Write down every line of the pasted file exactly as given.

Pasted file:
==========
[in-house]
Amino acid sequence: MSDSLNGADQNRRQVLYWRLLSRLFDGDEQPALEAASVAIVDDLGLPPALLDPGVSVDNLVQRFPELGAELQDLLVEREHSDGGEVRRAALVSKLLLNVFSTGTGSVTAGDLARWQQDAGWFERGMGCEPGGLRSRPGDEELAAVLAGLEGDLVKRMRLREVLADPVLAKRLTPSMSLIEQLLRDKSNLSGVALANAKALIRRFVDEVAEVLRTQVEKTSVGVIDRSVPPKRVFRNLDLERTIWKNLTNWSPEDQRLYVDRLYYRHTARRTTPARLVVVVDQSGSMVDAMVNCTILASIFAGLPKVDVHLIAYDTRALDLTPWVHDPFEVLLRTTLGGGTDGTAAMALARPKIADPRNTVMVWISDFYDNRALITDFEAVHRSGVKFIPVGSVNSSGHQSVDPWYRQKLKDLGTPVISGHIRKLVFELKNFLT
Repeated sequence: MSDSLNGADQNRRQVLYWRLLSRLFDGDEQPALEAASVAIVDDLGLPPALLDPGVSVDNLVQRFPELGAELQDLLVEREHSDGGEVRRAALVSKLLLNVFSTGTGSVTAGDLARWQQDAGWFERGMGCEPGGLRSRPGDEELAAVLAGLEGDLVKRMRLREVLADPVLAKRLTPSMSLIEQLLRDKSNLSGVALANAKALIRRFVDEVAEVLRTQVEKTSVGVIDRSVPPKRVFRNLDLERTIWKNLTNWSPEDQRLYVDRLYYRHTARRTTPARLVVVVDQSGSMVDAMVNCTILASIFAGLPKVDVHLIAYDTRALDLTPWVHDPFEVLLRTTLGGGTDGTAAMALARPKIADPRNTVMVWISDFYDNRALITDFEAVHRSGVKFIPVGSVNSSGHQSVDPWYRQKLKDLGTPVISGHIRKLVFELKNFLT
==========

[in-house]
Amino acid sequence: MSDSLNGADQNRRQVLYWRLLSRLFDGDEQPALEAASVAIVDDLGLPPALLDPGVSVDNLVQRFPELGAELQDLLVEREHSDGGEVRRAALVSKLLLNVFSTGTGSVTAGDLARWQQDAGWFERGMGCEPGGLRSRPGDEELAAVLAGLEGDLVKRMRLREVLADPVLAKRLTPSMSLIEQLLRDKSNLSGVALANAKALIRRFVDEVAEVLRTQVEKTSVGVIDRSVPPKRVFRNLDLERTIWKNLTNWSPEDQRLYVDRLYYRHTARRTTPARLVVVVDQSGSMVDAMVNCTILASIFAGLPKVDVHLIAYDTRALDLTPWVHDPFEVLLRTTLGGGTDGTAAMALARPKIADPRNTVMVWISDFYDNRALITDFEAVHRSGVKFIPVGSVNSSGHQSVDPWYRQKLKDLGTPVISGHIRKLVFELKNFLT
Repeated sequence: MSDSLNGADQNRRQVLYWRLLSRLFDGDEQPALEAASVAIVDDLGLPPALLDPGVSVDNLVQRFPELGAELQDLLVEREHSDGGEVRRAALVSKLLLNVFSTGTGSVTAGDLARWQQDAGWFERGMGCEPGGLRSRPGDEELAAVLAGLEGDLVKRMRLREVLADPVLAKRLTPSMSLIEQLLRDKSNLSGVALANAKALIRRFVDEVAEVLRTQVEKTSVGVIDRSVPPKRVFRNLDLERTIWKNLTNWSPEDQRLYVDRLYYRHTARRTTPARLVVVVDQSGSMVDAMVNCTILASIFAGLPKVDVHLIAYDTRALDLTPWVHDPFEVLLRTTLGGGTDGTAAMALARPKIADPRNTVMVWISDFYDNRALITDFEAVHRSGVKFIPVGSVNSSGHQSVDPWYRQKLKDLGTPVISGHIRKLVFELKNFLT